USDC issuer Circle expands Asia focus in push to enter the region’s flourishing payments ecosystem


Share post:

Circle, the issuer of the USDC stablecoin, has been sharpening its focus on Asia as it sees an opportunity for stablecoins to be a part of and bolster the evolving payments ecosystem in the region.

“We’re looking at how to grow a web3 business and support the broader web3 ecosystem, so Asia was a natural place to be,” Yam Ki Chan, Circle’s vice president for strategy and policy, told TechCrunch+ at Korea Blockchain Week last Wednesday.

The company forayed into the region with Singapore, where it received an in-principle approval to operate its payments business last year, and this June, it received a full license to offer digital payment and token services both domestically and internationally. “That’s our Asia hub to start, and then we’re looking more broadly in Asia — we’re considering what it looks like, who the players are, how we can work with them and what their needs are,” Chan said.

Previously known for its more friendly stance towards crypto, Singapore has recently become a bit more cautious about the web3 space after a number of scandals rocked the industry in 2022. But despite its more measured approach, the country is still moving faster than many others both in the region and globally, making it an attractive hub for startups to flock to. In fact, a number of crypto startups I spoke with at the conference noted that while they had Korea-based founders, their companies operated out of Singapore thanks to the country’s more friendly regulatory landscape. It’s similar to how many U.S. founders are based in the States but operate out of the Cayman Islands, which is more friendly to crypto businesses.

In general, Chan thinks the U.S. dollar, or digital dollars, have a great product-market fit in Asia. “As an economist by training, one thing I looked at was, if you look at the trade-to-GDP ratio, Asian economies are much higher than the United States or Europe or intra-Europe trade.”

That makes a lot of sense. It’s easy to buy and sell goods within the EU since its member countries accept a common currency. The U.S. is similar, as you can buy a product in one state and sell it in another. Sure, there might be some discrepancies, like different taxes and local regulations, but it’s pretty easy to transfer funds and not have to worry about exchange rates and the like.

“But it’s different in Asia,” Chan said. “You’re going to have a small, local business started in Seoul and their customer is in Osaka or Kyoto and they’re getting yen in revenue, but their vendors are maybe in Ho Chi Minh or Bangkok and they’re paying [Vietnamese] dong or Thai baht.”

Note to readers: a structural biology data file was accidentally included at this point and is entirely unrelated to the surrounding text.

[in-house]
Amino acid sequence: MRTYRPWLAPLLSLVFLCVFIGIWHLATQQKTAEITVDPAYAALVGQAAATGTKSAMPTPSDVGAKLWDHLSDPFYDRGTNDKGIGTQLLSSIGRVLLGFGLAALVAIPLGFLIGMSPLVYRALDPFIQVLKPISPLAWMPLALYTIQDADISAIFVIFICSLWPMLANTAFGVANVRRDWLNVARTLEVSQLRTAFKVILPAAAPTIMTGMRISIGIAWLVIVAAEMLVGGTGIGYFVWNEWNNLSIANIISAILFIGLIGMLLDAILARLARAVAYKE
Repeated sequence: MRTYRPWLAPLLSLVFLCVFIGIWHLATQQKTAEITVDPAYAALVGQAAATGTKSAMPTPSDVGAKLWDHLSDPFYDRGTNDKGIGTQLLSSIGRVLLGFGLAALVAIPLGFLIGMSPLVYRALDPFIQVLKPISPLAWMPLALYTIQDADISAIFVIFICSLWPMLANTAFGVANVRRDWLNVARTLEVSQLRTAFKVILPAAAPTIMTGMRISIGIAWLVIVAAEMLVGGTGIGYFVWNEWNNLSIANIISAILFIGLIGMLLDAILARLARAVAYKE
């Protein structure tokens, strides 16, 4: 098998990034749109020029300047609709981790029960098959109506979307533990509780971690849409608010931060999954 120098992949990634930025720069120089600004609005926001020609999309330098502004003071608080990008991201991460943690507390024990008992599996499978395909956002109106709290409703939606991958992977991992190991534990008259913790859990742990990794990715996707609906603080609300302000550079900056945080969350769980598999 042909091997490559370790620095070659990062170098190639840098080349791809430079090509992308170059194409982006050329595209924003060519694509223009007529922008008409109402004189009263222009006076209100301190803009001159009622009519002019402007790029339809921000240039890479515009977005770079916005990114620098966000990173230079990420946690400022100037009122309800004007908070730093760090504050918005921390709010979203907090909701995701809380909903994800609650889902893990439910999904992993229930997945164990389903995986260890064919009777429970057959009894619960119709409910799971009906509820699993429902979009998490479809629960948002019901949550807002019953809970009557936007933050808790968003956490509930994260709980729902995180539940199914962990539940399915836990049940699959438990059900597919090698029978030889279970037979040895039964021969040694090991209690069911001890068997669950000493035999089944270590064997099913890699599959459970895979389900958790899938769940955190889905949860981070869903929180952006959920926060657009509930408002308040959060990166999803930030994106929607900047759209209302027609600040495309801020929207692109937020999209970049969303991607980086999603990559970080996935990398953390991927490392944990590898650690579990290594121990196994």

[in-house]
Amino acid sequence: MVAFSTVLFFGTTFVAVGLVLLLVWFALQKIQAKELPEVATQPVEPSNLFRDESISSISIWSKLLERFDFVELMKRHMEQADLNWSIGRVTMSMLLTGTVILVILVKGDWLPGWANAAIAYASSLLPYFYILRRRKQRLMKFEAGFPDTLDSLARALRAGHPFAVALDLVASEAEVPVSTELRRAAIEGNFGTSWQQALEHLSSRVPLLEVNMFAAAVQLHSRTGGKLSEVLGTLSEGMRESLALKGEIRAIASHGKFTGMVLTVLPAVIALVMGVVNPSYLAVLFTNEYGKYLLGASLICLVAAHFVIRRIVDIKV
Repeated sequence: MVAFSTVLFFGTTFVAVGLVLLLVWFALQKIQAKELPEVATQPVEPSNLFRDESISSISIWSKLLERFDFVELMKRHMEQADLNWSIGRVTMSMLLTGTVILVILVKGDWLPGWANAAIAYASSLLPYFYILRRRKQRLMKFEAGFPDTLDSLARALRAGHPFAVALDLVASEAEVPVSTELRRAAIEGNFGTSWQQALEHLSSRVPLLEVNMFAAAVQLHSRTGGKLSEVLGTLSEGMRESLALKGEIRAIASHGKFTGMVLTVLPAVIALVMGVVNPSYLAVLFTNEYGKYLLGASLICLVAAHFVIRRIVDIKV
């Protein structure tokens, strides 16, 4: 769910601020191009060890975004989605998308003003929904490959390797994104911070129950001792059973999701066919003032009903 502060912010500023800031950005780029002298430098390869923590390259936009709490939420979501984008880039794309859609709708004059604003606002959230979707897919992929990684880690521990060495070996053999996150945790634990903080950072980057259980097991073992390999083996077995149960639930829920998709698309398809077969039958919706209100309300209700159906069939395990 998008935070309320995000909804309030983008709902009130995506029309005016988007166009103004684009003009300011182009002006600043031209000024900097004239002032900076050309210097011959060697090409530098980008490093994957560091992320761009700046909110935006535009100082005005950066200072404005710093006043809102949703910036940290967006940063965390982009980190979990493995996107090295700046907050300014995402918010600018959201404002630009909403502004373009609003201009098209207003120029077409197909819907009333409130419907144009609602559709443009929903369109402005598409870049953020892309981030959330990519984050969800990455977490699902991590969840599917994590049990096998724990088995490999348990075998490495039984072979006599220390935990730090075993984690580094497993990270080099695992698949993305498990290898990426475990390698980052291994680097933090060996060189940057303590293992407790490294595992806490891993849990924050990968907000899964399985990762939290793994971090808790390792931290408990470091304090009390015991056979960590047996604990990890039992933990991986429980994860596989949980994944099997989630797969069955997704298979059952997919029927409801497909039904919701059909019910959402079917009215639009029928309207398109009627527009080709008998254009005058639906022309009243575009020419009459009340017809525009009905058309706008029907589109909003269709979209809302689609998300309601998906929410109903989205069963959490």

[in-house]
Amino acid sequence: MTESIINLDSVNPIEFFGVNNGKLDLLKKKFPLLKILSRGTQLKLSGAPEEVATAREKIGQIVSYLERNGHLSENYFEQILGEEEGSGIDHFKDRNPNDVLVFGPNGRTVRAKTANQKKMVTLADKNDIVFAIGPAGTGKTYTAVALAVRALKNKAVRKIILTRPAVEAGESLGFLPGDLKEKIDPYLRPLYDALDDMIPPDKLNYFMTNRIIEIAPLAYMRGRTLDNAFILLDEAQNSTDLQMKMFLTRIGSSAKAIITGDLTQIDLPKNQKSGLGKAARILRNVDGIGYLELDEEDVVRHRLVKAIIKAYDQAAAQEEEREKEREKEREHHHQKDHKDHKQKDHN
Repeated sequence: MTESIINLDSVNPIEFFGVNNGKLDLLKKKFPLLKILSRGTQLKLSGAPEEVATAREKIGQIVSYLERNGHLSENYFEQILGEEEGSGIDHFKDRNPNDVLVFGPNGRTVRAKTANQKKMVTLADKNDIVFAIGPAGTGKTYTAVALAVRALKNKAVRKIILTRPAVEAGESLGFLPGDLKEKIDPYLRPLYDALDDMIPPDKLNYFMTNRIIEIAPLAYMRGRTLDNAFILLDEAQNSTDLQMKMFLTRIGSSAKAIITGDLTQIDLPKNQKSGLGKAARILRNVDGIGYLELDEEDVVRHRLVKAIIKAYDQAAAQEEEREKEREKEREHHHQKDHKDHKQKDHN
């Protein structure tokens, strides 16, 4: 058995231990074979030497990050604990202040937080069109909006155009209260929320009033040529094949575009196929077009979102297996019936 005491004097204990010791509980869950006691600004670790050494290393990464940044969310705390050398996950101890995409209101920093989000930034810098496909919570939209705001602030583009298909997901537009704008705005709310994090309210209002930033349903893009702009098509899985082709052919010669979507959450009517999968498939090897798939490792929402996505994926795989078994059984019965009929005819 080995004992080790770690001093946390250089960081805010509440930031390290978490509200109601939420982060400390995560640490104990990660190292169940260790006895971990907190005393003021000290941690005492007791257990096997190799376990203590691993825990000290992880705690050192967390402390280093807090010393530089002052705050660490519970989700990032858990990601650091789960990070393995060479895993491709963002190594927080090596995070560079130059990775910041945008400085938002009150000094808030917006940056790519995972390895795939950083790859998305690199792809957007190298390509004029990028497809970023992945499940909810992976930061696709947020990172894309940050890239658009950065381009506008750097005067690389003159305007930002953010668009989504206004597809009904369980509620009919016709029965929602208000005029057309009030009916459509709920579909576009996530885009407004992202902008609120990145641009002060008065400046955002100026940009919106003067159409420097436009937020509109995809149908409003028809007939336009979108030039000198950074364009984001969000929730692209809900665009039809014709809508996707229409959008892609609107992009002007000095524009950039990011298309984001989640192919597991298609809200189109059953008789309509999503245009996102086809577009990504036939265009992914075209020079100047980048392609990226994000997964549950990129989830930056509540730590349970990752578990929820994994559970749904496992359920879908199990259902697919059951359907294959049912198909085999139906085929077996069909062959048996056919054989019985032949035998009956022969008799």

These are all costs that Asian businesses, especially smaller firms, have to carry, which makes it more expensive for them to do cross-border trade compared to their European or U.S. counterparts.

So the big question is, how can Asian businesses send and receive payments in a cheaper way, while also increasing speed and security? Chan thinks the answer may come from blockchain technology and stablecoins, like USDC.

For merchants conducting businesses internationally, and for small ones who might not have the time or resources, using stablecoins could provide a new opportunity, Chan said.

Source link

Lisa Holden
Lisa Holden
Lisa Holden is a news writer for LinkDaddy News. She writes health, sport, tech, and more. Some of her favorite topics include the latest trends in fitness and wellness, the best ways to use technology to improve your life, and the latest developments in medical research.

Recent posts

Related articles

Disability tech startups kill the cynic in me

Welcome to the TechCrunch Exchange, a weekly startups-and-markets newsletter. It’s inspired by the daily TechCrunch+ column where...

India’s PhonePe launches app store with zero fee in challenge to Google

PhonePe launched the Indus AppStore Developer Platform on Saturday, promising zero platform fee and no commission on...

How CFOs can reduce SaaS spend by 30% in these tough times

CloudEagle founder and CEO Nidhi Jain has over two decades of leadership experience in companies like ServiceNow,...

LimeLoop’s sleek reusable mailers seek to replace cardboard boxes

The era of e-commerce has brought choice, convenience, and cardboard boxes. Oh, so many cardboard boxes. “Everything goes...

AquaLith might have an answer to the US battery material shortage problem

AquaLith has its eye on a billion-dollar market opportunity: new types of battery cell components that don’t...

Bay Area baby belly beholding Battlefield bounty

Welcome to Startups Weekly. Sign up here to get it in your inbox every Friday. If this newsletter...

Unity U-turns on controversial runtime fee and begs forgiveness

Unity has done a 180 on a controversial new pricing scheme that users of its cross-platform game...

Pitch Deck Teardown: Transcend’s $20M Series B deck

If you’ve ever had to plan a large infrastructure project — like building a new section of...